Communication Tips for Information Management Projects

13 Communication Tips

Effective communication, in an Information Management Project, involves much more than sharing information – it is about building trust.  Leaders who are trusted, even in times of what people perceive as difficult, are skilled communicators.

Use the following communication tips when managing change in an information management implementation.

Communicate Relentlessly

Now is not the time to keep quiet. Records and Information Management (RIM) leaders need to be able to communicate information, thoughts and ideas clearly and frequently in different media. Find many ways to share information; keep processes open and transparent.

Listen

Good communicators are also good listeners. Allow people to air their gripes and complaints about the new processes, about their loss of control or their misapprehensions about the EDRMS and about how unworkable the business classification scheme is. Pay attention to what others are saying, thinking and feeling. What is said? What is left unsaid? What does this mean in terms of the blockers to change which may need to be assuaged, and what are the motivators for change which can be leveraged?

Explain the Change

People are often sceptical of change. Share your thinking and the trade-offs you’ve weighed – not just the final decision or strategy. Explain the benefits of better information management practices in their words not yours. Ensure you do explain the benefits and not just the features.

Make an Appeal

Draw on a sense of loyalty, courage, morality, or other principles that tie the organisation’s change strategy to what is important to people. It might be about how better information management processes and better access to information at the point of need to those with a need to know can save lives, improve profitability, make jobs easier, improve decision making or improve customer service or even in some cases improve the environment.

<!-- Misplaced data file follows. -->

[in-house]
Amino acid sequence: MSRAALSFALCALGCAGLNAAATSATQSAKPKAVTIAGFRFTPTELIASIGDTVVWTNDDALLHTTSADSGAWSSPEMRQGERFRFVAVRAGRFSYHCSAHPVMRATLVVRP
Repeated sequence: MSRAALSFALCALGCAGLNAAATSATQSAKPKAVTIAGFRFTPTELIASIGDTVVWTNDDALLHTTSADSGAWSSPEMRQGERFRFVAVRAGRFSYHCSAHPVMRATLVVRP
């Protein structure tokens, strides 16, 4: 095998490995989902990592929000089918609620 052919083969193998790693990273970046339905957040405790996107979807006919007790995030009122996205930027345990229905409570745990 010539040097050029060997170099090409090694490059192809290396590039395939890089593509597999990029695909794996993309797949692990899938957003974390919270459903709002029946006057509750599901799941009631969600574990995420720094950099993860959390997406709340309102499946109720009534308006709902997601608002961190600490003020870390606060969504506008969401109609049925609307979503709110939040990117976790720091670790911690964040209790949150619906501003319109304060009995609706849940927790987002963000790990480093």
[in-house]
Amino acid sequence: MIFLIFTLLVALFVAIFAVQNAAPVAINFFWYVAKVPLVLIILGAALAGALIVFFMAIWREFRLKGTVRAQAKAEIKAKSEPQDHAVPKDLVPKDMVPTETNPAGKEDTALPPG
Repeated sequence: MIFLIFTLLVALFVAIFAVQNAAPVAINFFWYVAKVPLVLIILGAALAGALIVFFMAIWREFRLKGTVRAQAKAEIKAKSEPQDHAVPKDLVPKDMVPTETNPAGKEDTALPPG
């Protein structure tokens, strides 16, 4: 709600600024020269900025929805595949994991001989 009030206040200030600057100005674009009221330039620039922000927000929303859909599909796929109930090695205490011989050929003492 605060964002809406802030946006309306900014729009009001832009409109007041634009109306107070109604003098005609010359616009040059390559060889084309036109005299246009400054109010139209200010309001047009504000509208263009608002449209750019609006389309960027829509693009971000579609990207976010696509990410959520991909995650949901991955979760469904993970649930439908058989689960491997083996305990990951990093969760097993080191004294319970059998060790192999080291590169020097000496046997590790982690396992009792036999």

Articulate Expectations

Clearly explaining why, how and when things need to happen, sets expectations and creates a healthy level of stress and pressure. It also establishes a mechanism for monitoring and addressing performance. Be clear about what the role of users and superusers, if you have them, are. Make it clear that good information management practise is a user and a line management responsibility and the RIM team is accountable for creating a good framework and responsible for providing advice.

Be Visible

If you communicate well, you won’t be out of sight. Find ways to interact with all of your stakeholder groups. Talk to the business about the changes. Ask them about the opportunities to solve problems with the functionality of the EDRMS.

Confront Problems and Conflict

Don’t postpone dealing with challenging issues or conflict. By avoiding the difficult people or difficult issues, you can do great harm to yourself, your co-workers and your organisation. Seek out opportunities to solve problems and bust the myths and stories which pervade organisations who have had a failed implementation of an EDRMS with low levels of adoption. Welcome the nay-sayers. They are much better to deal with then the passive aggressives who say nothing about their fears but still act in negative ways because of them.